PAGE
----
Being a writer, I bet you've experienced ups and downs, the surges and lulls of the struggle to get a story onto a page. So often a writer blasts off like a rocket ship with an idea and then the engine quits. The idea plummets to earth, the reality-check that what seemed so grand has exploded into nothing worthwhile. The pattern may look like this:
1. This is the "ah-ha moment," the manic high, the stupendous exuberance of the idea's arrival. The thrill of "what if" that sets a writer off to scribble down the bones or a scene of the idea. But this "ah-ah moment" of conception can also be a character coming forward and intriguing the writer into telling their story. Such an idea is the most beautiful of wild roses, but—
2. The rose has thorns. The first thorn-prick is a reality check— there are problems with the idea, the character, the plot. And so the joy fades.
3. But the rose's scent lingers. That idea has the writer pausing, reflecting, and thinking that the idea isn't as bad as first feared. Hope renews with possible fixes, new information, and so on.
4. However, the fix nets another jab of a thorn—more problems, seemingly unsolvable. Then come questions without answers. The writer feels stuck in a depressing quagmire.
5. But the recalled, heady, first-scent of the rose, the idea itself, beckons anew, whispering of a promise that must be written. The stick-to-it-ness of being a writer kicks in, and a renewed sense of can do, must do, nets a draft to be shared and feedback sought.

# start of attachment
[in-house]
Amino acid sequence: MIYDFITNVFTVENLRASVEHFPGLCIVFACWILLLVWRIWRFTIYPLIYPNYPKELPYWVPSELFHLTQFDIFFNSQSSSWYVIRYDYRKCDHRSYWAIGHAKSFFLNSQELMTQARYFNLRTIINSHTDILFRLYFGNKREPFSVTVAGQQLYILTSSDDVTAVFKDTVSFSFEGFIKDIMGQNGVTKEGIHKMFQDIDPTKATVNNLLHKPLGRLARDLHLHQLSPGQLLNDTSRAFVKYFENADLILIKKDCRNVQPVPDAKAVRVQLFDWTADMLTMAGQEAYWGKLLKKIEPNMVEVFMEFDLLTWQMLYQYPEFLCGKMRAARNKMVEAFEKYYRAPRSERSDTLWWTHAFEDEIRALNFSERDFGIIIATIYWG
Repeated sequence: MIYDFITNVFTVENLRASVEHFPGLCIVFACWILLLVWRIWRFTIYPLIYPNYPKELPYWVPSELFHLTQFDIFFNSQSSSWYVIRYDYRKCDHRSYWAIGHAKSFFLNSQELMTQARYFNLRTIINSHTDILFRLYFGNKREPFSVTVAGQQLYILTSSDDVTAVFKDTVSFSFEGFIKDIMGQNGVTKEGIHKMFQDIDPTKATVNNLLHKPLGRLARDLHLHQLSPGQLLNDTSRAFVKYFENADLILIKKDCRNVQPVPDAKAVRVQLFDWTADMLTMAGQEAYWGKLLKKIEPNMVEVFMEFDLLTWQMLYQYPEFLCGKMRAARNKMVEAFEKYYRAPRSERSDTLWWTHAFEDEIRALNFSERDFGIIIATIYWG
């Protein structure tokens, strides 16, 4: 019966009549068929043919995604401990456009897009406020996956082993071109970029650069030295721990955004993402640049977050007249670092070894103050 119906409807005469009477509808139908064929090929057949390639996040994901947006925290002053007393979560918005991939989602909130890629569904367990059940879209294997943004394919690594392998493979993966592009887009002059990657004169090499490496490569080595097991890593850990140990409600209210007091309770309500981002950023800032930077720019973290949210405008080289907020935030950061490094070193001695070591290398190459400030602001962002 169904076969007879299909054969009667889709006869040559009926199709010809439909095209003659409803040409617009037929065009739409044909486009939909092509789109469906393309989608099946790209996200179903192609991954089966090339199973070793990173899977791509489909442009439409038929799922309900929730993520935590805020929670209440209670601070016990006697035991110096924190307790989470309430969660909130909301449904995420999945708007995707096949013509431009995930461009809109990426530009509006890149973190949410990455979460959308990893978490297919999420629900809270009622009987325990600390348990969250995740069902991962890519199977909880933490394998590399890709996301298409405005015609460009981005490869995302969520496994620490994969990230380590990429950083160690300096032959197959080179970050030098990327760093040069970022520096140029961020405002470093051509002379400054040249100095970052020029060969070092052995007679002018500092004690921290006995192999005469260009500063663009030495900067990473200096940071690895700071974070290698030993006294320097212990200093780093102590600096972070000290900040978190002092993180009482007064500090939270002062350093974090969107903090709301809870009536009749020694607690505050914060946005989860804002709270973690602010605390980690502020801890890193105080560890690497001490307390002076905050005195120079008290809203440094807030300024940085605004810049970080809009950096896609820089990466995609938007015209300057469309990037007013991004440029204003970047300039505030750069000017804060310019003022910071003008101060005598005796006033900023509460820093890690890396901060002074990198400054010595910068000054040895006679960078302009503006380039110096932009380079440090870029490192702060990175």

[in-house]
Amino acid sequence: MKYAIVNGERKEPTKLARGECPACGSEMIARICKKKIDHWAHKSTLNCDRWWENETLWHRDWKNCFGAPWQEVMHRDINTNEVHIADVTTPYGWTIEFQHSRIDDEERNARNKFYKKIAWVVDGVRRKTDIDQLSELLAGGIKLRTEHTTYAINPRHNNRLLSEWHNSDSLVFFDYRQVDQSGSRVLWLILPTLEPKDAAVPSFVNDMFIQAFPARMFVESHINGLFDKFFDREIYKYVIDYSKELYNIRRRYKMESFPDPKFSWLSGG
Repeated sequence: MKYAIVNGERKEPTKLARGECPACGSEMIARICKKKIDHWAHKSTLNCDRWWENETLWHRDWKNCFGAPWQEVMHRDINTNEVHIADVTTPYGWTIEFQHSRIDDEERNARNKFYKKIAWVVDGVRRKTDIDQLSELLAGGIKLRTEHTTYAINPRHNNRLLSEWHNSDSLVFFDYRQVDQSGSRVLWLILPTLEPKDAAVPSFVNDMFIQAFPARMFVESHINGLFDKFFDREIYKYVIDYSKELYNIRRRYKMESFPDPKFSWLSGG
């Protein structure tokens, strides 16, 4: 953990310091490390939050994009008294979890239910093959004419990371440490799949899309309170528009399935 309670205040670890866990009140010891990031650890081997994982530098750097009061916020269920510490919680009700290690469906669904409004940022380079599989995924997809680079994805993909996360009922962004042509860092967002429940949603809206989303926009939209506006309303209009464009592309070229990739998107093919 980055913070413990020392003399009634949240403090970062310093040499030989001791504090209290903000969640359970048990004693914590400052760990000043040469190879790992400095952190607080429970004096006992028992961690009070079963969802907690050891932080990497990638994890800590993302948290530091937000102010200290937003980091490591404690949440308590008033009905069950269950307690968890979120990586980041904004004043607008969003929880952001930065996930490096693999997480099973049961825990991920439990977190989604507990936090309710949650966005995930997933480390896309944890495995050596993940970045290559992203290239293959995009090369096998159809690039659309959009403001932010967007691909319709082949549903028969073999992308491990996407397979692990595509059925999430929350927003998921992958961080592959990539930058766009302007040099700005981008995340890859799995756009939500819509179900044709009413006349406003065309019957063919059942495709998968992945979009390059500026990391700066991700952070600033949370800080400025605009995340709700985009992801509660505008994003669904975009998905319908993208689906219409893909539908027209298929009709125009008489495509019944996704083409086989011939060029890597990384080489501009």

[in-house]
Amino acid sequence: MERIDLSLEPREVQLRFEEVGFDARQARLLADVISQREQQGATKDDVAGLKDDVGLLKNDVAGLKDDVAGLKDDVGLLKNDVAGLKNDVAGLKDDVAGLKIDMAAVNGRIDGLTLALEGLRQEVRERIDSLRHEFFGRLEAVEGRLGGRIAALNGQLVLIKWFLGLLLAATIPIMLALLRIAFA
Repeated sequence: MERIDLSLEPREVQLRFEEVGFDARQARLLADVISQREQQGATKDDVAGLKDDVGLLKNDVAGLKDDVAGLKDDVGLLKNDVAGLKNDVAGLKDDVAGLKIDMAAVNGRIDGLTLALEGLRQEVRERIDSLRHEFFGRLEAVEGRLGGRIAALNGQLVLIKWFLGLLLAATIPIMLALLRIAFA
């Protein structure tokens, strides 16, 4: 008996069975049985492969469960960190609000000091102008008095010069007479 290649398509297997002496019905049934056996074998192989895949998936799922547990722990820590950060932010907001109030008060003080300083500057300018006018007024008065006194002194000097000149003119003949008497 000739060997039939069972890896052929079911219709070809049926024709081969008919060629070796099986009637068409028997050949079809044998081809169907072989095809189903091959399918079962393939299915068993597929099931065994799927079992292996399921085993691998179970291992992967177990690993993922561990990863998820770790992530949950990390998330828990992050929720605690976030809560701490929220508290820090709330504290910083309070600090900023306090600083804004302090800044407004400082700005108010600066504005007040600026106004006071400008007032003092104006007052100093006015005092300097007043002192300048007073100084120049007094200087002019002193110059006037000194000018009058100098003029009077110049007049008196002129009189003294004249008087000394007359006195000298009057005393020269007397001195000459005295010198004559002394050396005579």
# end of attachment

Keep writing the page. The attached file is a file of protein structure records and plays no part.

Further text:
6. With that feedback, the red-pen notations, the scowls and blank faces of readers, additional thorns sink deep and draws blood that the work is doomed. The pessimist within the writer whispers "you can't write this."
7. And yet, the realization dawns— the work needs a few Band Aids. A tweak here. A restating there. Another realization—the work is good enough, not perfect but worth shipping out to beta readers and keeping one's fingers crossed.
8. The beta readers seem to take forever to return their feedback. It's good feedback. Now the book goes out to a professional editor or agent.
9. If all has gone well, the book becomes a bouquet of roses, published, earning five-star reviews, being talked about, entertaining the populous, or affecting their lives.
Writing often seems like a topsy-turvy endeavor. One that takes perseverance.
So, where on the graph are you now with your current WIP (Work In Progress)?
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